Car thefts in 2022 exceed monthly figures for 2021
AUSTIN, TX – Citywide auto theft in 2022 continued to top 2021 numbers every month.
“The numbers have gone up every year I’ve been in auto theft,” said Detective Francisco Jimenez, who has worked with APD’s auto theft unit for about three years.
A July study analyzed more than 250,000 tweets from people posting information about their car being stolen in locations around the world. Austin was ranked the second worst city in the United States with 1,975 tweets related to car theft.
However, in another 2022 study based on National Insurance Crime Bureau data, Austin did not make the top 10.
Looking only at ODA figures, there was an increase between 2022 and 2021.
According to the Chief’s Monthly Reports, car theft increased 23% citywide in July 2022 compared to July 2021. It increased 28% in June, 31% in May and 44% in April.
Det. Jimenez pointed out some recent trends car owners need to be aware of.
Criminals use fake IDs to buy cars in someone else’s name and then turn a profit, often on sites like Facebook Marketplace.
“It’s a new trend,” Det said. Jimenez. “It’s something that I guess, originally we saw more in Houston, and it kind of migrated up here.”
This also happens in car rental companies.
“We had one recently where it was a scam rental that was rented out in Austin but then sold on Craigslist in San Antonio,” Det. Jimenez. “It was a $40,000 truck that sold for $20,000.”
Detective Jimenez noted that Dodge Hellcats are often the target of various identification scams.
“We’ve seen people with airport flights where people were using locksmiths and basically lying to the locksmiths, telling them, ‘That’s my vehicle, I’ve lost my keys’ and showing some sort of fake ID card. insurance, then having a locksmith make a key for them.”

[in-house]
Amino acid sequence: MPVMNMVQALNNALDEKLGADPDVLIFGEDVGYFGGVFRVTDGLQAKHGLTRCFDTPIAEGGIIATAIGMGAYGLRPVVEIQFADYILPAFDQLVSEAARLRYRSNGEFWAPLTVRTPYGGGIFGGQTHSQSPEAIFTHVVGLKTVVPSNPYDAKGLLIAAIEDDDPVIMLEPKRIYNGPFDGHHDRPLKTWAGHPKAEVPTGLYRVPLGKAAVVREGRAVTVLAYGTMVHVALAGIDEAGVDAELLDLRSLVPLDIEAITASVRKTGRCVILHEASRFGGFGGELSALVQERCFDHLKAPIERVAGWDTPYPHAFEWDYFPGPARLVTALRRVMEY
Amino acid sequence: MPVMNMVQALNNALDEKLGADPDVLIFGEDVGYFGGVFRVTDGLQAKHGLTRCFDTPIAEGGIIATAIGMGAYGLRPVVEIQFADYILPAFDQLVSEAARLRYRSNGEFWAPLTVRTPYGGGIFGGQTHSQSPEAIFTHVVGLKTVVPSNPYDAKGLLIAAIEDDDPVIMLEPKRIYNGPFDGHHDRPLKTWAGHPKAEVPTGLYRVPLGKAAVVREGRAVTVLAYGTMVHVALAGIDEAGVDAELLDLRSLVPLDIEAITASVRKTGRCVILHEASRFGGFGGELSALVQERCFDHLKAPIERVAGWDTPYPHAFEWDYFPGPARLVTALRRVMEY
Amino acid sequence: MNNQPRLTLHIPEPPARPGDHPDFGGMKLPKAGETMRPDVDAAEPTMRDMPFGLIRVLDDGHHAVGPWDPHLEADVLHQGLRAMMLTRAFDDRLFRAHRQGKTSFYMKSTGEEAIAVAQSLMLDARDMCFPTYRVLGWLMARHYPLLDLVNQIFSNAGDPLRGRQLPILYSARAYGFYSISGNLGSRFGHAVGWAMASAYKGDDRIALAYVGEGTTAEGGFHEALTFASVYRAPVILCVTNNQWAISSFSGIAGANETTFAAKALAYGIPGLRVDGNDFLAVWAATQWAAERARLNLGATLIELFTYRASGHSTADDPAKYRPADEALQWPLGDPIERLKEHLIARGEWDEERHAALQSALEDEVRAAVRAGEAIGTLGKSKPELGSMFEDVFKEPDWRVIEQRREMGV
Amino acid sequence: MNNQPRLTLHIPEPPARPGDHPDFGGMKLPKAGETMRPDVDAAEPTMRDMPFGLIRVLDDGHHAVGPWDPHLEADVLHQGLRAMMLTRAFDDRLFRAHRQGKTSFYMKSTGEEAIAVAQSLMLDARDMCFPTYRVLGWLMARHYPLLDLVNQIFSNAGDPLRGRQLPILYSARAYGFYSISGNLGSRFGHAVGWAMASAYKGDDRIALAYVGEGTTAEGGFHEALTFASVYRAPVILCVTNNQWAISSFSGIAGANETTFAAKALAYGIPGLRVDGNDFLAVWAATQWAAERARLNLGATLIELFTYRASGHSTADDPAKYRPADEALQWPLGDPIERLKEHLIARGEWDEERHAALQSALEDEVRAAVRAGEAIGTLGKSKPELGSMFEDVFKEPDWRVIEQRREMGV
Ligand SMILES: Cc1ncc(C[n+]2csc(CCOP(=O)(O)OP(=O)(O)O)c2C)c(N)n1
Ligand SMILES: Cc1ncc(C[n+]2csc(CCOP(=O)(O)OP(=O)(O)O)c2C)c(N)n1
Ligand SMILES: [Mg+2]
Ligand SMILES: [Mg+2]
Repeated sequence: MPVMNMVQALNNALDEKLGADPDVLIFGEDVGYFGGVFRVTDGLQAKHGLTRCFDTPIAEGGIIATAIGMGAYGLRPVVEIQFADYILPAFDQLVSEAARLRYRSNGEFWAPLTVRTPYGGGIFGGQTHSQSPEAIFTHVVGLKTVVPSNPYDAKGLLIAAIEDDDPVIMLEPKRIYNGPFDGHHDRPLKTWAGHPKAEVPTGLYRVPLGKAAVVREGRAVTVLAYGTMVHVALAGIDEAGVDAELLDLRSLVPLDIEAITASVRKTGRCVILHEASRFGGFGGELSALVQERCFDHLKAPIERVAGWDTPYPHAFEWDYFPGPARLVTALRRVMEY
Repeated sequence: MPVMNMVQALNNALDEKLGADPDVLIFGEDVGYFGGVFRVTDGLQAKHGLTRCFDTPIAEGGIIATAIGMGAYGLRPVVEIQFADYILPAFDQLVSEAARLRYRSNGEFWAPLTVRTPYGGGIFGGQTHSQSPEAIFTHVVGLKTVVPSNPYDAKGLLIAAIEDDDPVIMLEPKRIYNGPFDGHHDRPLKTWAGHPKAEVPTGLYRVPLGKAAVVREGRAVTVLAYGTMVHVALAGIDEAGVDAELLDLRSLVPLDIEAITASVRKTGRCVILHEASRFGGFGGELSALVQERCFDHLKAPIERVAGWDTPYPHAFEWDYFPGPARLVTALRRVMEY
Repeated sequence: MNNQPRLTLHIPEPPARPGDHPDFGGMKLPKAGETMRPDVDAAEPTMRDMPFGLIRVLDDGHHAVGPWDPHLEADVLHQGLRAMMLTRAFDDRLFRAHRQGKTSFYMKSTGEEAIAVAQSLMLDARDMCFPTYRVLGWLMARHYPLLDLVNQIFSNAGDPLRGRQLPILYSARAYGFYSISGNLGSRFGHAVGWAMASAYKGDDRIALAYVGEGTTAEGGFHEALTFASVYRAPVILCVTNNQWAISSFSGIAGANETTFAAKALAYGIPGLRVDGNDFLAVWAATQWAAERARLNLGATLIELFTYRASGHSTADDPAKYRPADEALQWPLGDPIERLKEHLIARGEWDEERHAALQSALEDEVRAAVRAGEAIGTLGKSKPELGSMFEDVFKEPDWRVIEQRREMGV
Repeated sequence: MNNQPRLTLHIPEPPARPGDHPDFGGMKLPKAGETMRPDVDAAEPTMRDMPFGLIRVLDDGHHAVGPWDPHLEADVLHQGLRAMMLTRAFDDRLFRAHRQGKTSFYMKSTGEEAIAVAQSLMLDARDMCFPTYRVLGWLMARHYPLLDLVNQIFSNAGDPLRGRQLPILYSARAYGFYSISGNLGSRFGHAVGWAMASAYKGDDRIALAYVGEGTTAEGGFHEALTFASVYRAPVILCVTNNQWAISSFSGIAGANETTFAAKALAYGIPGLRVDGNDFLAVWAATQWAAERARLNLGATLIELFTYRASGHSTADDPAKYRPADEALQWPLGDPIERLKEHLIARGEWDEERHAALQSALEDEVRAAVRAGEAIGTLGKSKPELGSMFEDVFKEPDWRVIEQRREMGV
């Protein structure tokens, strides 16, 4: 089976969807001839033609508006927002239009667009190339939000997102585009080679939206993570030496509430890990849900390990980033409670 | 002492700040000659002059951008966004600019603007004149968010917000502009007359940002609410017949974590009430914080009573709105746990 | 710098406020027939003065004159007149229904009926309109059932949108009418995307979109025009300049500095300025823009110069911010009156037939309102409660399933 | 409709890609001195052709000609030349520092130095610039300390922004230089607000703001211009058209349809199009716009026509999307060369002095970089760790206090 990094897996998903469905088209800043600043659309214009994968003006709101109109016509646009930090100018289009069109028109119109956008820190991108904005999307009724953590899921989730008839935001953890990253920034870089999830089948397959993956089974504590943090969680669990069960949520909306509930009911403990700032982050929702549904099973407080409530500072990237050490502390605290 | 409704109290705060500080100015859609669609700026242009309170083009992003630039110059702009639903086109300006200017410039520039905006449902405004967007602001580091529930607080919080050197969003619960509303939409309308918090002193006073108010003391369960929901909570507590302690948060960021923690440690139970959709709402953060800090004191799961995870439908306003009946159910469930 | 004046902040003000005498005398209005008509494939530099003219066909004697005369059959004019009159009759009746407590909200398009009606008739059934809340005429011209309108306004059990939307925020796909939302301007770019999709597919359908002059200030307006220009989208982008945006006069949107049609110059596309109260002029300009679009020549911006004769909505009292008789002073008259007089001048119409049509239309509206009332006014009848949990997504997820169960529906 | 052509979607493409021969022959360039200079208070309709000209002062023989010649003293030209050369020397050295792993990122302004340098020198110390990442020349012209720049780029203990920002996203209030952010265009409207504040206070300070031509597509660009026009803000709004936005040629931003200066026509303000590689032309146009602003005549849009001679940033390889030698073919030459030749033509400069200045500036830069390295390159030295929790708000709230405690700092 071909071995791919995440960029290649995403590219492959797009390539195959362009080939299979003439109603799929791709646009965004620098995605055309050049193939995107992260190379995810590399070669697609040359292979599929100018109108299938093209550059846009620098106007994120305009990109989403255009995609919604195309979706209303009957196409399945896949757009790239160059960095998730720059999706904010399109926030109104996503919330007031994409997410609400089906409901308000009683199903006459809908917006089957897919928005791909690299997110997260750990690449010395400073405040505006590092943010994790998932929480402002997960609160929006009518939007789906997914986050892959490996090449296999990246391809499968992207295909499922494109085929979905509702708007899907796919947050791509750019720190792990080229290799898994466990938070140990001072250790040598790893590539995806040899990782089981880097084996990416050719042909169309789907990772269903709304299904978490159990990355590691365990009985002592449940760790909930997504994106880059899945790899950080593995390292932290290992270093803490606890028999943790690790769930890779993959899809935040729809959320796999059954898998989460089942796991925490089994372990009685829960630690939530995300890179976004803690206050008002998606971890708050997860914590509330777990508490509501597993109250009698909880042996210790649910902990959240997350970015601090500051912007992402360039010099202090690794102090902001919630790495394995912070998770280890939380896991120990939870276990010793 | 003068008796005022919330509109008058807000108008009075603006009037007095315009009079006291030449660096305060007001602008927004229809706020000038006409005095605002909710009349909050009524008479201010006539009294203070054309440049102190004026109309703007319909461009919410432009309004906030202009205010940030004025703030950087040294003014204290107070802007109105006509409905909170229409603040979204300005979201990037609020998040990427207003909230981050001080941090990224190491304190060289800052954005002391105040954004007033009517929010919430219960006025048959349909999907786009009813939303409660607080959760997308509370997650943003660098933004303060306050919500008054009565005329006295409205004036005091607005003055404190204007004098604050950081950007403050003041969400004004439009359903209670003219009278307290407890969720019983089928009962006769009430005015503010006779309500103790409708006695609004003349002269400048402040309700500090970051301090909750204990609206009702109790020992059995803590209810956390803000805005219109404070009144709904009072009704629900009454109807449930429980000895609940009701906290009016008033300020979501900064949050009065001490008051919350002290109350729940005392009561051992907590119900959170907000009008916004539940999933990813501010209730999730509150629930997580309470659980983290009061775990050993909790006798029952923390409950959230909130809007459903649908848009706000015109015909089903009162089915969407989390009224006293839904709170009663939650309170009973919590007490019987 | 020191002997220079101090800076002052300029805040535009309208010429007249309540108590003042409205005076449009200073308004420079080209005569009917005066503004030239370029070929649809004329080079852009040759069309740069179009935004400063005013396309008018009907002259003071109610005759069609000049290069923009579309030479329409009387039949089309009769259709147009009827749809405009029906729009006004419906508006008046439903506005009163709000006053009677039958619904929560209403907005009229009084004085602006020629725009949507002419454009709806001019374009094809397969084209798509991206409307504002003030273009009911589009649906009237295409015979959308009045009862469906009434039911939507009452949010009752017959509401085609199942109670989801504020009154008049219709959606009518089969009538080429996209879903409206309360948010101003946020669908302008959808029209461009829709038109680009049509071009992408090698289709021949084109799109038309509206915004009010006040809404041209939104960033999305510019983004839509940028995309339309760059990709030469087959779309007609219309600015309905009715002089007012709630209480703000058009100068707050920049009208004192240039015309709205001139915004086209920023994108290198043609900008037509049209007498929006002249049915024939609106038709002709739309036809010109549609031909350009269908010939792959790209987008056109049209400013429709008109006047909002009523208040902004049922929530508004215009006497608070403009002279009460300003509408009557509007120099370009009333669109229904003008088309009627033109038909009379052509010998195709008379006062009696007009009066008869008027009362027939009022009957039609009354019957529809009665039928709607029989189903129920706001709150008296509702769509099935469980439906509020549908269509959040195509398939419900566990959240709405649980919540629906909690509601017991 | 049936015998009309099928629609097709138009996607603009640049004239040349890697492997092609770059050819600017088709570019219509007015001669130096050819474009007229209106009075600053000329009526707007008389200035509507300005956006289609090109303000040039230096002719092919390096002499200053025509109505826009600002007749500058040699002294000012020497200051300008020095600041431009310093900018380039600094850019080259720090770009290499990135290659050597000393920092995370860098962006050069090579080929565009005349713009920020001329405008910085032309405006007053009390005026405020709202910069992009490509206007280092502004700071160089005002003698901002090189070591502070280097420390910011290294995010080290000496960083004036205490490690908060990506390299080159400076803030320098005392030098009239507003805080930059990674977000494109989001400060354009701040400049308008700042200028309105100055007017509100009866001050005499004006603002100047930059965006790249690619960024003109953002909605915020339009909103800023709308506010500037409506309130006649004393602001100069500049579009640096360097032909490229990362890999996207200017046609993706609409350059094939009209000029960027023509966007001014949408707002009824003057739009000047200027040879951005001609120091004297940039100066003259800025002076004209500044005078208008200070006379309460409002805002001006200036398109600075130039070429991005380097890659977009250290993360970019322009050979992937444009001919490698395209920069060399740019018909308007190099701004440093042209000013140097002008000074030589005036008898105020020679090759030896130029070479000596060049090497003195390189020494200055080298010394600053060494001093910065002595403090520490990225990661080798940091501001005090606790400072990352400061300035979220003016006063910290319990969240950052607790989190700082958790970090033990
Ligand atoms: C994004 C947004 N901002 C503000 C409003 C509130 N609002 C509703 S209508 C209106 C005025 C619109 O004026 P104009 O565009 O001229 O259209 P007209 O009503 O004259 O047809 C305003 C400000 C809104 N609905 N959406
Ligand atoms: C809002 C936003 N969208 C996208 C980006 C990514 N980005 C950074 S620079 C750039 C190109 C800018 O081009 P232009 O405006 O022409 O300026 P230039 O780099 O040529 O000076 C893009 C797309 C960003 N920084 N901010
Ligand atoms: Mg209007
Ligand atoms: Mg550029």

Another trend, thanks to a recent TikTok challenge, is targeting Kias because they can be stolen using a USB charger.
When it comes to preventing theft, Det. Jimenez encourages car owners to never leave a car running. He also said to make sure you have insurance for trailers and RVs as they are often targeted, and if possible, add a GPS or tracking device.
He also encouraged those looking for a used car to beware.
“If you see a vehicle that’s below market value, it’s too good to be true, it’s probably a stolen vehicle,” Det. Jimenez. “If they ask for money, they ask you to meet at their apartment complex or at a Walmart on a Saturday night, it’s likely to be a fraudulent transaction.”
Det. Jimenez said license plate readers can help officers track stolen vehicles. Currently, the City of Austin is considering reinstating license plate readers.
Council members were supposed to approve a resolution directing the city manager to identify funds to reinstate the program on Wednesday, but that item was postponed until September 1.